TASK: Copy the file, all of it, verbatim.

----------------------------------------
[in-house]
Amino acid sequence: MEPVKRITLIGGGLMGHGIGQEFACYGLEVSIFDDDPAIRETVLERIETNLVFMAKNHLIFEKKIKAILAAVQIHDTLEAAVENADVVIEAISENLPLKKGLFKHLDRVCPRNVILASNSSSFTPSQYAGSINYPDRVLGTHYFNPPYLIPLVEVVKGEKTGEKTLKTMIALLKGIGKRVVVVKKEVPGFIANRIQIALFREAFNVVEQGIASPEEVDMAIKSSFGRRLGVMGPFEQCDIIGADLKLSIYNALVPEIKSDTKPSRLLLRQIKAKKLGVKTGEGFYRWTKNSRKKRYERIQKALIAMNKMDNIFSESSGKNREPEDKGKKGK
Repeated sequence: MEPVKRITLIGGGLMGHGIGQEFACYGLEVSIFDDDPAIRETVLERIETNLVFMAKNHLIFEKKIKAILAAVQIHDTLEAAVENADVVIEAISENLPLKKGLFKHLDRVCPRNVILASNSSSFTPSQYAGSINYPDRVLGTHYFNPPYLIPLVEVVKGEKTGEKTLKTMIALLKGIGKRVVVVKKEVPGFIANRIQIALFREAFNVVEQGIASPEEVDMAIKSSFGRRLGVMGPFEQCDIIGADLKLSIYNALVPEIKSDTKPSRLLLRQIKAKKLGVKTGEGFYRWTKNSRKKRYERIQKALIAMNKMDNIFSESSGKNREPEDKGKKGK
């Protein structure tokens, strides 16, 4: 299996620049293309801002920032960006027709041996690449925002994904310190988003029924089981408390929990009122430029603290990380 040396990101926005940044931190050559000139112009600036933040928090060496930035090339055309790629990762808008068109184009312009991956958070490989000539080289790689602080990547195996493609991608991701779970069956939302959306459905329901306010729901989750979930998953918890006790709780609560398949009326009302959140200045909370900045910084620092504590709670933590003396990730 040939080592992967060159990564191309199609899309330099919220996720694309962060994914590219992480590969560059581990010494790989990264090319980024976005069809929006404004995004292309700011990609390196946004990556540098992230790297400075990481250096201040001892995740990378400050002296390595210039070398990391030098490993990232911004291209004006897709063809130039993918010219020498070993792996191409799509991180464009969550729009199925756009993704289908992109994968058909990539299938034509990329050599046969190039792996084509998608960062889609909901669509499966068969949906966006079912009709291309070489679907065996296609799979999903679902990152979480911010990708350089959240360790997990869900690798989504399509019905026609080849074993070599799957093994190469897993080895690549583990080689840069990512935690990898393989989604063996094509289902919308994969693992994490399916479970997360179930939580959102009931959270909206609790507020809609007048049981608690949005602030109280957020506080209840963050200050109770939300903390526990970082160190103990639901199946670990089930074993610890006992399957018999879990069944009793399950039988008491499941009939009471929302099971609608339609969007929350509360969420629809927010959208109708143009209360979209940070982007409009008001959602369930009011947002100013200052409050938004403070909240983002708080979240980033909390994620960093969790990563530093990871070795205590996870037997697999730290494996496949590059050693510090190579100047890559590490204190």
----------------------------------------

[in-house]
Amino acid sequence: MEPVKRITLIGGGLMGHGIGQEFACYGLEVSIFDDDPAIRETVLERIETNLVFMAKNHLIFEKKIKAILAAVQIHDTLEAAVENADVVIEAISENLPLKKGLFKHLDRVCPRNVILASNSSSFTPSQYAGSINYPDRVLGTHYFNPPYLIPLVEVVKGEKTGEKTLKTMIALLKGIGKRVVVVKKEVPGFIANRIQIALFREAFNVVEQGIASPEEVDMAIKSSFGRRLGVMGPFEQCDIIGADLKLSIYNALVPEIKSDTKPSRLLLRQIKAKKLGVKTGEGFYRWTKNSRKKRYERIQKALIAMNKMDNIFSESSGKNREPEDKGKKGK
Repeated sequence: MEPVKRITLIGGGLMGHGIGQEFACYGLEVSIFDDDPAIRETVLERIETNLVFMAKNHLIFEKKIKAILAAVQIHDTLEAAVENADVVIEAISENLPLKKGLFKHLDRVCPRNVILASNSSSFTPSQYAGSINYPDRVLGTHYFNPPYLIPLVEVVKGEKTGEKTLKTMIALLKGIGKRVVVVKKEVPGFIANRIQIALFREAFNVVEQGIASPEEVDMAIKSSFGRRLGVMGPFEQCDIIGADLKLSIYNALVPEIKSDTKPSRLLLRQIKAKKLGVKTGEGFYRWTKNSRKKRYERIQKALIAMNKMDNIFSESSGKNREPEDKGKKGK
């Protein structure tokens, strides 16, 4: 299996620049293309801002920032960006027709041996690449925002994904310190988003029924089981408390929990009122430029603290990380 040396990101926005940044931190050559000139112009600036933040928090060496930035090339055309790629990762808008068109184009312009991956958070490989000539080289790689602080990547195996493609991608991701779970069956939302959306459905329901306010729901989750979930998953918890006790709780609560398949009326009302959140200045909370900045910084620092504590709670933590003396990730 040939080592992967060159990564191309199609899309330099919220996720694309962060994914590219992480590969560059581990010494790989990264090319980024976005069809929006404004995004292309700011990609390196946004990556540098992230790297400075990481250096201040001892995740990378400050002296390595210039070398990391030098490993990232911004291209004006897709063809130039993918010219020498070993792996191409799509991180464009969550729009199925756009993704289908992109994968058909990539299938034509990329050599046969190039792996084509998608960062889609909901669509499966068969949906966006079912009709291309070489679907065996296609799979999903679902990152979480911010990708350089959240360790997990869900690798989504399509019905026609080849074993070599799957093994190469897993080895690549583990080689840069990512935690990898393989989604063996094509289902919308994969693992994490399916479970997360179930939580959102009931959270909206609790507020809609007048049981608690949005602030109280957020506080209840963050200050109770939300903390526990970082160190103990639901199946670990089930074993610890006992399957018999879990069944009793399950039988008491499941009939009471929302099971609608339609969007929350509360969420629809927010959208109708143009209360979209940070982007409009008001959602369930009011947002100013200052409050938004403070909240983002708080979240980033909390994620960093969790990563530093990871070795205590996870037997697999730290494996496949590059050693510090190579100047890559590490204190």